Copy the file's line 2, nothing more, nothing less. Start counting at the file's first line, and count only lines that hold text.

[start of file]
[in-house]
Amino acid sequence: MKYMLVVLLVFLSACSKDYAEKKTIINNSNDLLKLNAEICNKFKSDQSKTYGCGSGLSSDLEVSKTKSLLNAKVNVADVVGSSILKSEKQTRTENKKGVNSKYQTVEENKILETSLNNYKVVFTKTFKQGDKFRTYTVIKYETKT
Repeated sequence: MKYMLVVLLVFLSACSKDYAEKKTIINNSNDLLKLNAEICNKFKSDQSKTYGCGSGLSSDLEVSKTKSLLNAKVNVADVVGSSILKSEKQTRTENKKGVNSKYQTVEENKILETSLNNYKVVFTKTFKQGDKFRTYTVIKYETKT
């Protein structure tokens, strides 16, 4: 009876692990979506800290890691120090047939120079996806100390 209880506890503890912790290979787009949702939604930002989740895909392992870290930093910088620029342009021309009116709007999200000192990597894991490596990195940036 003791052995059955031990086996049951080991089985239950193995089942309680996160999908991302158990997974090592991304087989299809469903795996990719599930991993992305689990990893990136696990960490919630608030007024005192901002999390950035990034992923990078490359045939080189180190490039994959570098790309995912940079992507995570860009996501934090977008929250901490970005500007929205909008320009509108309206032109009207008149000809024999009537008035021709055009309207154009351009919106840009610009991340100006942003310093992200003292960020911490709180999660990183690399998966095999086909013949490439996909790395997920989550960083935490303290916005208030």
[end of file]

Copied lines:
Amino acid sequence: MKYMLVVLLVFLSACSKDYAEKKTIINNSNDLLKLNAEICNKFKSDQSKTYGCGSGLSSDLEVSKTKSLLNAKVNVADVVGSSILKSEKQTRTENKKGVNSKYQTVEENKILETSLNNYKVVFTKTFKQGDKFRTYTVIKYETKT